National Emblem of the People's Republic of China

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This article is about People's Republic of China's Emblem. For Republic of China's Emblem, see National Emblem of the Republic of China.
National Emblem of the People's Republic of China
National Emblem of the People's Republic of China.svg
Armiger People's Republic of China
Adopted 20 September 1950
Escutcheon Red disc with a representation below of Tiananmen Gate, the entrance gate of the Forbidden City as seen from the Tiananmen Square in Beijing and five stars above. The outer border is composed of sheaves of wheat and the inner border of sheaves of rice, with a cog-wheel at the center of the bottom portion of the border.

The National Emblem of the People's Republic of China (simplified Chinese: 中华人民共和国国徽; traditional Chinese: 中華人民共和國國徽; pinyin: Zhōnghuá Rénmín Gònghéguó guóhuī) contains in a red circle a representation of Tiananmen Gate, the entrance gate to the Forbidden City, where Mao declared the foundation of the People's Republic of China (PRC) in 1949. Above this representation are the five stars found on the national flag. The largest star represents the Communist Party of China, while the four smaller stars represent the four social classes as defined in Maoism. The emblem is described as being "composed of patterns of the national flag":[1]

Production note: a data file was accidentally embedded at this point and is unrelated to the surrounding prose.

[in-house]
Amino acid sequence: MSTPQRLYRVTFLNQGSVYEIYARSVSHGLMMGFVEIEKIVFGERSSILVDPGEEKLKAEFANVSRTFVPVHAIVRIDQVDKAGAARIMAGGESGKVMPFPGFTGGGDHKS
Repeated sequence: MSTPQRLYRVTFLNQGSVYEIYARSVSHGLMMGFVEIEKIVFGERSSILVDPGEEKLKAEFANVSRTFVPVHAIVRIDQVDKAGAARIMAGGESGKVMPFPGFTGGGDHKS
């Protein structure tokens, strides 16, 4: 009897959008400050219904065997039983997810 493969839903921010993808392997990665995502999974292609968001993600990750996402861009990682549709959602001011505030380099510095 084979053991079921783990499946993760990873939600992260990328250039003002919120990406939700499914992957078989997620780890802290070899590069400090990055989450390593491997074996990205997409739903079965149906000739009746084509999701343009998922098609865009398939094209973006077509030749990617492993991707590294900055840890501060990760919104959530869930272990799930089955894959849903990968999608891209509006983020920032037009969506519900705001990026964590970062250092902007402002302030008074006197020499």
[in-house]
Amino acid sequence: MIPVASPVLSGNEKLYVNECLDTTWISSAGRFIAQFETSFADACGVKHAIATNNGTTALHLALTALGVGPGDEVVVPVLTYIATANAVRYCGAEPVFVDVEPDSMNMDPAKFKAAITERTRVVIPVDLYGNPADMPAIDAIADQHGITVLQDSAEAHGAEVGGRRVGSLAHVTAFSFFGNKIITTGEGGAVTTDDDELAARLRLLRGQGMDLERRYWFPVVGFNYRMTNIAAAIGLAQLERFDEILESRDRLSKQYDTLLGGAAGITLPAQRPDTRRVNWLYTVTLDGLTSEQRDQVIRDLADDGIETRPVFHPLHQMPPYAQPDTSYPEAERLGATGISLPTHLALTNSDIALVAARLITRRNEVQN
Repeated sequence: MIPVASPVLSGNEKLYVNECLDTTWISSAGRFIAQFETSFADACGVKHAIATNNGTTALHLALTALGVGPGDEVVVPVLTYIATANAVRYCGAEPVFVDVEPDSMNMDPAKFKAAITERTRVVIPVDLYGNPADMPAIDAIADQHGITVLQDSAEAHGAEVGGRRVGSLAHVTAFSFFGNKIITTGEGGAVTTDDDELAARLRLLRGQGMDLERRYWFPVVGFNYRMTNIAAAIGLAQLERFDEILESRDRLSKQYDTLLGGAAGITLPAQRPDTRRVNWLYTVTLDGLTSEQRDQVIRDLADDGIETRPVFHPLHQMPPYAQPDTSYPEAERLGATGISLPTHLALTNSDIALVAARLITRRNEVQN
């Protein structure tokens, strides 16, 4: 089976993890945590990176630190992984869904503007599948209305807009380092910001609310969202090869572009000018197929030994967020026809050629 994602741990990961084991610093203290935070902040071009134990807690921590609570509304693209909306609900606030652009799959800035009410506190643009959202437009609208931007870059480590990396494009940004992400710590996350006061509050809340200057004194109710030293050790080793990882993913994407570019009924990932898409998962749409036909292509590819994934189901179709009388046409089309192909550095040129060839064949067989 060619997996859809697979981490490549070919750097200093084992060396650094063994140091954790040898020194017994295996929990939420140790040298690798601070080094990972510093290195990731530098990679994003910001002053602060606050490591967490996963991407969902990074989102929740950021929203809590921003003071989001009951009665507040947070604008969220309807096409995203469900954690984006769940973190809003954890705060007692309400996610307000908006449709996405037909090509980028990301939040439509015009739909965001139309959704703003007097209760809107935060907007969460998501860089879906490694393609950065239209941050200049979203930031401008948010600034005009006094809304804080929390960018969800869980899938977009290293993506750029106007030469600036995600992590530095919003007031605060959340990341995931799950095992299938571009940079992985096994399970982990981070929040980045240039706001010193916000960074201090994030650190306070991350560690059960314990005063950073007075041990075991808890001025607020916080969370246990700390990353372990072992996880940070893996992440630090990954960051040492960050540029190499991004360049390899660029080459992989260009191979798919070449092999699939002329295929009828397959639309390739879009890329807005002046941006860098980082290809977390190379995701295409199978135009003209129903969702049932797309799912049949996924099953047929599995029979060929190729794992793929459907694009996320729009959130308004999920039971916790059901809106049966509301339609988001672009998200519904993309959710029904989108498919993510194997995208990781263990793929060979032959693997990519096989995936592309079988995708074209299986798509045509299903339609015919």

...The red color of the flag symbolizes revolution and the yellow color of the stars the golden brilliant rays radiating from the vast red land. The design of four smaller stars surrounding a bigger one signifies the unity of the Chinese people under the leadership of the Communist Party of China (CPC)

—China Yearbook 2004[2]

The outer border of the red circle shows sheaves of wheat and the inner sheaves of rice, which together represent agricultural workers. At the center of the bottom portion of the border is a cog-wheel that represents industrial workers.

According to The Description of the National Emblem of the People's Republic of China (中華人民共和國國徽圖案說明), these elements taken together symbolise the revolutionary struggles of the Chinese people since the May Fourth Movement and the coalition of the proletariat which succeeded in founding the People's Republic of China.


Early design proposals for the national emblem.

In 1949 the government held a competition for the design of the national emblem. There were two finalists. One group was from the China Central Academy of Fine Arts: Zhang Ding, Zhang Guangyu, Zhou Lingzhao, Zhong Ling, and the other group was from the Department of Architecture at Tsinghua University: Liang Sicheng, Lin Huiyin, Mo Zongjiang, Zhu Changzhong, Li Zongjin and Gao Zhuang. The design selected for the emblem was mainly based on Zhang Ding's proposal. The design proposed by Lin Huiyin, a jade disc with a large star in the center, was finally rejected.[3]

Zhang's design was selected on June 10, 1950.[4] Two groups then worked in a second round on designing the details of the emblem. The group of Liang Sicheng and Lin Huiyin standardized the design of the Tian'anmen Gate on the emblem and selected red and yellow as the main colors.[5] Their draft was selected and the design was standardized and simplified by Gao Zhuang.[6] This design was officially made the national emblem on 20 September 1950 by the Central People's Government.

China Central Academy of Fine Arts 1949 proposals

City Emblem and Special administrative region Emblem[edit]

April 15, 1985, Taiyuan City officially announced his emblem, was the first city People's Republic of China has the city emblem.

Hong Kong and Macao special administrative regions have their own emblem. National People's Congress have passed the standardized use of two special administrative regions emblem.


Special administrative region[edit]

See also[edit]